On the steep, precarious hillsides of Oaxaca and Guerrero, indigenous varieties of agave grow wild and are heavily sought after by the local mezcaleros. These varietals produce flavors that are exotically intense, with rich earth tones and savory smokiness. From the heart of the maguey, these flavors are traditionally extracted to produce mezcal that is wildly refined.
Bozal Borrego – Castilla agave sourced from a dry region in Oaxaca, offering a distinctive mineral-forward flavor. From the same field, calabazas (pumpkins), a traditional crop, have been long cultivated for hundreds of years lending more complexity to the agave. A Pechuga mezcal; a leg of lamb, seasonal wild fruits and grains, are suspended inside the bottom of the still in a basket during the second distillation.Flavor: Dry mineral base, offset nicely with fruit, herbaceous notes and nuttiness. A viscous entry coats the mouth leading to a fruit forward mid palate with subtle sweetness that shines with bright citrus and persimmons. The finish is smooth with flavors of smoked lamb.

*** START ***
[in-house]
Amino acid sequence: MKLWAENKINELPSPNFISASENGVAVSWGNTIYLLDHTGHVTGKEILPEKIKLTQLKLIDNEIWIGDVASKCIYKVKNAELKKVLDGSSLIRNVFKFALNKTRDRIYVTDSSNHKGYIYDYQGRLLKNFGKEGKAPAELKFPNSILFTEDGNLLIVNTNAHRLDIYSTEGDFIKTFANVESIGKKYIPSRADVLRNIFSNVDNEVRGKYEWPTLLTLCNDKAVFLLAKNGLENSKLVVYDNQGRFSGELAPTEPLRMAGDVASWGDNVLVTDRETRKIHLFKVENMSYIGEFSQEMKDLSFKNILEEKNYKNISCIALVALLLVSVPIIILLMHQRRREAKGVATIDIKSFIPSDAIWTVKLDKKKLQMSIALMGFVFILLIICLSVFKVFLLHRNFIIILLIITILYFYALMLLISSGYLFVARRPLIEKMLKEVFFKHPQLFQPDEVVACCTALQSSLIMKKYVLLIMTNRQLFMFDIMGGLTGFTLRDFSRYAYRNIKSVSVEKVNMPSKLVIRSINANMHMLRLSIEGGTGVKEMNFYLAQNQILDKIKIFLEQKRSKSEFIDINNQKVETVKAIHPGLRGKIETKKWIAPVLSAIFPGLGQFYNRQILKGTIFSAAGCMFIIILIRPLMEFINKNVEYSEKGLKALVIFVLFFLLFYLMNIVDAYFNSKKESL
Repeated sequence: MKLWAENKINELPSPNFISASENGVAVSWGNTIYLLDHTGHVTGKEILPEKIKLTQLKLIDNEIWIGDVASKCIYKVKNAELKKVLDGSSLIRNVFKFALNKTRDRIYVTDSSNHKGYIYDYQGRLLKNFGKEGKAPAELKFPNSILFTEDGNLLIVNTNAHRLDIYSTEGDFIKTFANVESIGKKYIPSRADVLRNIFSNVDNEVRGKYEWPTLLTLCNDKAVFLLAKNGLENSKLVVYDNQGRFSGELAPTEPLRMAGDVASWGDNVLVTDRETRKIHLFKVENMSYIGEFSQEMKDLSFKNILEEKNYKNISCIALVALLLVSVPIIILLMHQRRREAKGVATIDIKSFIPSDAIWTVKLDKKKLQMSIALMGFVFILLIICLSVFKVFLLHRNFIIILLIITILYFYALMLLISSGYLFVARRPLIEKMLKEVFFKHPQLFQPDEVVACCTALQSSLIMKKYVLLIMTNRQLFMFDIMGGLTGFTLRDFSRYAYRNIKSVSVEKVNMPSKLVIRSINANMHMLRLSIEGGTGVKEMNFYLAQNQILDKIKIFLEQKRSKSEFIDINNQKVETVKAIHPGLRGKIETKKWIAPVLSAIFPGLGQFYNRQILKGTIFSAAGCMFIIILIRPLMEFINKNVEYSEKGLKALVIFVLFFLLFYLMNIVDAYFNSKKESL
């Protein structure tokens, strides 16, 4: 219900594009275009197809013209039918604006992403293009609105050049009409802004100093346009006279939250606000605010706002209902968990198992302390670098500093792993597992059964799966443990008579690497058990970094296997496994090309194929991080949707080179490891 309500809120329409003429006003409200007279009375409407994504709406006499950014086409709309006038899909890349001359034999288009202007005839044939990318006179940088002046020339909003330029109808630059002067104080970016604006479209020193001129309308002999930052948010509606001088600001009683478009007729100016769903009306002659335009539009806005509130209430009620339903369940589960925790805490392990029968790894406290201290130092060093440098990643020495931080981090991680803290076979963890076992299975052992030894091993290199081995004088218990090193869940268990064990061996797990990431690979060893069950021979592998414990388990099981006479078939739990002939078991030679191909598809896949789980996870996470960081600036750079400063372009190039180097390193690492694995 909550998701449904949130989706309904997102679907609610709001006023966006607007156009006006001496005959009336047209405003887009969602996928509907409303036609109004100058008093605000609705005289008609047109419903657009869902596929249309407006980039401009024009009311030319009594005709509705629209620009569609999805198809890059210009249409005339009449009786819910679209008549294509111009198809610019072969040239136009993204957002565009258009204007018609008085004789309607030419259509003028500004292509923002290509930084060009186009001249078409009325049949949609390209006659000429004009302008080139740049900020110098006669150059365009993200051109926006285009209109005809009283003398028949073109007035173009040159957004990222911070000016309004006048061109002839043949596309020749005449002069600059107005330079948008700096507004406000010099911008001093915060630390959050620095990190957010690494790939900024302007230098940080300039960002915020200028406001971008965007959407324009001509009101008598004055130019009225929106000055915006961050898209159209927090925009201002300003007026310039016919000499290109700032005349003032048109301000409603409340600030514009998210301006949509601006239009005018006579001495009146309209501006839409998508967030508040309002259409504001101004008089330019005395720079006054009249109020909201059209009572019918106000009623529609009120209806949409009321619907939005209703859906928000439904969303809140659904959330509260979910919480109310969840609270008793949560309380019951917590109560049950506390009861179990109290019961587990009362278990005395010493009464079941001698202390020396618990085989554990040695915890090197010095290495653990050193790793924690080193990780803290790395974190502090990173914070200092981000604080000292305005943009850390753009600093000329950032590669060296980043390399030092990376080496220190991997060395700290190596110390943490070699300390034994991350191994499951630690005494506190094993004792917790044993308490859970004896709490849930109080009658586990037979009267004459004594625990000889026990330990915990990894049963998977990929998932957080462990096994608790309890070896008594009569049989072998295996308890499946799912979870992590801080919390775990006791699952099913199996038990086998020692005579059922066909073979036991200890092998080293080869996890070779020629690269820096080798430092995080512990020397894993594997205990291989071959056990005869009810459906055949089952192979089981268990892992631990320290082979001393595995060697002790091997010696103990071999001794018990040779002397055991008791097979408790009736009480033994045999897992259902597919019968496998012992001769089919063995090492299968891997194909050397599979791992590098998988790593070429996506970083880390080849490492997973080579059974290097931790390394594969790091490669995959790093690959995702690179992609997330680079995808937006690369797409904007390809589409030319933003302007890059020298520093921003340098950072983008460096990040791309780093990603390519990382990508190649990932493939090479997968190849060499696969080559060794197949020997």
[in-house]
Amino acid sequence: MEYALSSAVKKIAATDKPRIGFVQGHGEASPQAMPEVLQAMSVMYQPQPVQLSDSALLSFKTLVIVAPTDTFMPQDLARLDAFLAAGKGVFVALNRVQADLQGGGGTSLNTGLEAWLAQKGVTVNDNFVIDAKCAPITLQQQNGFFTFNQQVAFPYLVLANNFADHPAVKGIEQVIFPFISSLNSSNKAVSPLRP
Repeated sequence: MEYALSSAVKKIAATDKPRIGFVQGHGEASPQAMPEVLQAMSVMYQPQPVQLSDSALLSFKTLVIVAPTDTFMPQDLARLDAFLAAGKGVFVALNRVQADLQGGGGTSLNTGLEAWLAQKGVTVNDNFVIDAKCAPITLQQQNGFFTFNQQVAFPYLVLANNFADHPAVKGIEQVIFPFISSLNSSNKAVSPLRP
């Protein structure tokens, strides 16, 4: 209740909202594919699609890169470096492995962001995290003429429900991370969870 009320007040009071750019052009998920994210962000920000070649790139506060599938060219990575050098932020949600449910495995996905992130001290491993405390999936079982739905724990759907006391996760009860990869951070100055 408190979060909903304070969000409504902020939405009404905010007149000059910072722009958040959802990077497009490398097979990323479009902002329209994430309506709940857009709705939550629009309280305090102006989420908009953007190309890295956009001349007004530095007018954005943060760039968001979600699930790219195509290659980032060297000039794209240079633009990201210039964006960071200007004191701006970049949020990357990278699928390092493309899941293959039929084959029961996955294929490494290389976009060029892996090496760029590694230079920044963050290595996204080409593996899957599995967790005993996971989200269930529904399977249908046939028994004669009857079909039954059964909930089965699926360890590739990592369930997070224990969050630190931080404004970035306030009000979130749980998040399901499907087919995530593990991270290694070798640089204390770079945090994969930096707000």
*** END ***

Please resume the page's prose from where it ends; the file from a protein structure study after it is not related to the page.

Bozal Castilla – Castilla agave sourced from deep in the heart of the Oaxaca valley close to a river, the aromatics are fruit forward and earthy. Flavor: Fruit-forward with wet earth. A slight sweetness is evident on the palate with flavors of roasted agave, mocha and fresh mint and pepper, finishing smooth with subtle hints of smoke.
Bozal Coyote – Sourced from Villa Sola de Vega in Oaxaca, Coyote agave is particularly hard to find in the wild. This agave is typically characterized by its herbaceous and earthy aromatics with a slightly spicy finish, and is clay pot distilled, accentuating its delicate character. Flavor: An earthy and slightly smoky start leads to a mid-palate that is driven by flavors of minerality and rich dark chocolate. Finishes dry and balanced.
Tradition and utility…
The vaso veladora is the traditional glass for drinking mezcal, especially in Oaxaca. Originally used to hold prayer candles in Catholic churches, the vaso has a crucifix at the bottom. At some point a church-goer “borrowed” a vaso to drink mezcal in it and a dual purpose, both religious and secular, was realized.